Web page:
This week: Scary FolktalesEdited by: LJPC - the tortoise
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“I'm usually working on my own mythology, my own realm of created characters. Stories in mythology inspire me, though I may not be conscious of it.”
~ Anne Rice, author
“Legends die hard. They survive, as truth rarely does.”
~ Helen Hays, actress
“Most of the monsters... are based on some sort of mythology. Every culture and even some geographical areas have monsters and mythology that is their own.”
~ Laurell K. Hamilton, author
“When the legends die, the dreams end -- there is no more greatness.”
~ Tecumseh, Native American
Folklore for Inspiration
Many people enjoy reading about vampires, werewolves, and serial killers. They’ve been popular monsters since the early 1800s, and there are a ton of stories, books, and movies about them.
But for those who want something more unusual, international folktales are a great place to find creepy stories and legends. You can use the monster legends themselves or take inspiration from them to create your own terrifying creatures and stories.
Here are some creepy folktale monsters as examples:
El Petizo is a shadow creature that is known for attacking people in a northern area of Argentina. It finds people who are walking alone, drags them off the path, and beats them. Several people have been medically treated for wounds received during their El Petizo encounters.
Found at: http://monstropedia.org/index.php?title=Main_Page
(See monster list on left under “Navigation”)
For Spanish speakers, try:
Jorōgumo, a creature of Japanese folklore. According to stories, a Jorōgumo is a spider that can change its appearance into that of a seductive woman. In the stories, a beautiful woman enticed a man into a quiet shack and began to play a Biwa. While the man was distracted by the sound of the instrument, she bound him in silk spider threads and ate him.
Found at: http://www.smashinglists.com/10-famous-folklore-skin-walkers-shape-shifting-mons...
A Domovoi is a house spirit in Slavic folklore. It’s typically masculine, small, and sometimes covered in hair all over. According to some traditions, the domovoi takes on the appearance of current or former owners of the house and has a grey beard, sometimes with a tail or little horns.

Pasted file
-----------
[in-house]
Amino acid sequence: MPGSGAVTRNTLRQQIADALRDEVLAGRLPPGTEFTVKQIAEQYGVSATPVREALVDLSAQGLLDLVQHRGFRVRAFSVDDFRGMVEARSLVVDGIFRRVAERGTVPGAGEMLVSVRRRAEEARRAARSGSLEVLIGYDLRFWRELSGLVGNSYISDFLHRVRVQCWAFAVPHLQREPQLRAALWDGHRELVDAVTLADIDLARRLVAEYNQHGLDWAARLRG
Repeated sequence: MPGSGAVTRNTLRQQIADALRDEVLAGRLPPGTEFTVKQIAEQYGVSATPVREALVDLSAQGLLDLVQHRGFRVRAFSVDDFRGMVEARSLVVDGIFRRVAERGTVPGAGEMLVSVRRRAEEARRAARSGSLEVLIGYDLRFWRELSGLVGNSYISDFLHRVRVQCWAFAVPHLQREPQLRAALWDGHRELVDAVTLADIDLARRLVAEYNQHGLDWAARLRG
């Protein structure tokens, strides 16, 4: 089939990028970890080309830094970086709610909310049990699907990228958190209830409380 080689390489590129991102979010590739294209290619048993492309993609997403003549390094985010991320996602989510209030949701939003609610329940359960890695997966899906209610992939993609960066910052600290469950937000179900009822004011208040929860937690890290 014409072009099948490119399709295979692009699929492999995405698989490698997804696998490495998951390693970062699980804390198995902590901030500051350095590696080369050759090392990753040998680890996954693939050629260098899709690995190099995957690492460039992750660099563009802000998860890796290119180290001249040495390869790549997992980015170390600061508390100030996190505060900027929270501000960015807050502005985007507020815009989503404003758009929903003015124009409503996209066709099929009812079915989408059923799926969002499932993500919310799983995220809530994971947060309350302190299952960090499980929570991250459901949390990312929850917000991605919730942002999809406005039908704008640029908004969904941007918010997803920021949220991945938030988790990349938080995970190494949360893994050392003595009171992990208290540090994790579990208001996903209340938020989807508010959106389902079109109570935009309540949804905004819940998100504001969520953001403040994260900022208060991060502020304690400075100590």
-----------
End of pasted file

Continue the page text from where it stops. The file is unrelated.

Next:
Traditionally, every house is said to have its domovoi. It does not do evil unless angered by a family’s poor keep of the household, profane language or neglect. The domovoi is seen as the home's guardian, and he sometimes helps with household chores and field work.
Found at: http://masterrussian.net/f25/russian-folklore-fairy-tale-creatures-14745/
An Anka is an enormous, Arabic bird with a wingspan said to be the breadth of five elephants. It’s supposed to live 1700 years, and it’s aggressive if it hasn’t eaten for a while. This magical bird is said to have a highly prized plumage that can be used as a medicine. They are usually passive and can be domesticated. Once tamed, the Anka could take you anywhere you want
From WDC’s own Tania Walsh who has lots of info on her site:
In the bayous of Louisiana, steer clear of the Letiche, an abandoned, illegitimate child who was reared by alligators and now has lizardlike skin, webbed hands and feet and a very large chip on his scaly shoulder.
Found at: http://www.azcentral.com/arizonarepublic/ae/articles/0401childsplay0401side.html...
You can also find links by Googling specific countries, like “Korean Folklore.”
Also look in Wikipedia: http://en.wikipedia.org/wiki/List_of_legendary_creatures_by_type
Do you have a favorite folktale or legendary monster? Write the newsletter and tell us all about it!
Until next time: Let the horror bleed onto the pages with every word!
Here are some stories with unusual monsters for your reading pleasure!
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Brooke thank you my friends <3 Kate ~ Harvesting Words ^_^ billwilcox
and LJPC - the tortoise .
To my delight, some writers took the time to comment on my last newsletter: "Motion and Emotion" Thank you!
Comments listed in the order they were received.
Vampyr14 writes: This is great! I've never really thought about using memory to convey emotion, but that's genius!
Thanks! I hope it helps.
Nixie 🐈 writes: Wow! I am so happy I received this newsletter. Showing emotion can get trite. Our heart pounds in fear, excitement, nervousness. . .
Your suggestions about using back story of memories will cause ripple effects throughout all my work. Absolutely brilliant suggestion. Thank you!
You’re right, things can get trite if you don’t change them up. Glad I helped!
BIG BAD WOLF Is Thankful submits: "StarCraft Scene Spoof" writes: Nothing like trying to scare a guy as payback for a prank.
Thanks for commenting, BBW.
Taniuska writes: As always, very informative newsletter post. It is so easy to sometimes forget about emotions when writing, especially action scenes. But I find the more I practice adding emotion, the better it gets... I think it gets better:)
Yes, Tania, it’s better -- you’re way better than you think!
~~>JubeCube<~~ submits: "Feed them, my dear."
Thanks for writing to the newsletter!
Scarlett writes: Thank you for featuring my story 'Perfect' in your Newsletter. Very much appreciated. Your letter contained great advice about characters and emotion which we all need reminding of in order to improve our writing. Thanks again.
You’re so welcome. I enjoyed your story very much. Thanks for commenting.
k-9cooper writes: I believe all aspects of life should have a bit of comedy. From our most tragic to our most horrific moments. The one thing that can be found is humor.
I completely agree. I love some comedy with my horror.
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